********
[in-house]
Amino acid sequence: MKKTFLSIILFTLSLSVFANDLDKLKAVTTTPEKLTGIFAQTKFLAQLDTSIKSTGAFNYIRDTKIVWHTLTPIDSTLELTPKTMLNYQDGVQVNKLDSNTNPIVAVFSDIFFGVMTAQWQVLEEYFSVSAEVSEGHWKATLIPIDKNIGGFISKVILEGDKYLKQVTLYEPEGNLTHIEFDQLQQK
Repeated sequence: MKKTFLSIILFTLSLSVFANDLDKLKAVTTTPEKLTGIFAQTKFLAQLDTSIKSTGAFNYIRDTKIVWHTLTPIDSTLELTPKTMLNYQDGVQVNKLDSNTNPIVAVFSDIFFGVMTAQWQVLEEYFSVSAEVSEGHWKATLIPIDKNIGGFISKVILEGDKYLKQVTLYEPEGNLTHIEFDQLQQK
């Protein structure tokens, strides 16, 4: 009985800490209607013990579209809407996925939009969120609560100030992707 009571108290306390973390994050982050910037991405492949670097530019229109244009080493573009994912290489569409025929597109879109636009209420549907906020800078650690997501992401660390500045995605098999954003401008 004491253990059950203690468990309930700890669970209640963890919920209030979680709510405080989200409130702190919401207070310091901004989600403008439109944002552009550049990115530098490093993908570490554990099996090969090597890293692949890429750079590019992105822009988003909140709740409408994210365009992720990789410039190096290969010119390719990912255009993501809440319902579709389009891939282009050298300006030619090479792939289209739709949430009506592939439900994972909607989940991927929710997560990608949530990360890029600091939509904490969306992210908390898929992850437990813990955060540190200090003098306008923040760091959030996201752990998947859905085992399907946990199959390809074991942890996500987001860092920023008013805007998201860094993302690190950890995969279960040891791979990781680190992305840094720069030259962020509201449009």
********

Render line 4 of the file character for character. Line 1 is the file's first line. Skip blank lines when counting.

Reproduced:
């Protein structure tokens, strides 16, 4: 009985800490209607013990579209809407996925939009969120609560100030992707 009571108290306390973390994050982050910037991405492949670097530019229109244009080493573009994912290489569409025929597109879109636009209420549907906020800078650690997501992401660390500045995605098999954003401008 004491253990059950203690468990309930700890669970209640963890919920209030979680709510405080989200409130702190919401207070310091901004989600403008439109944002552009550049990115530098490093993908570490554990099996090969090597890293692949890429750079590019992105822009988003909140709740409408994210365009992720990789410039190096290969010119390719990912255009993501809440319902579709389009891939282009050298300006030619090479792939289209739709949430009506592939439900994972909607989940991927929710997560990608949530990360890029600091939509904490969306992210908390898929992850437990813990955060540190200090003098306008923040760091959030996201752990998947859905085992399907946990199959390809074991942890996500987001860092920023008013805007998201860094993302690190950890995969279960040891791979990781680190992305840094720069030259962020509201449009």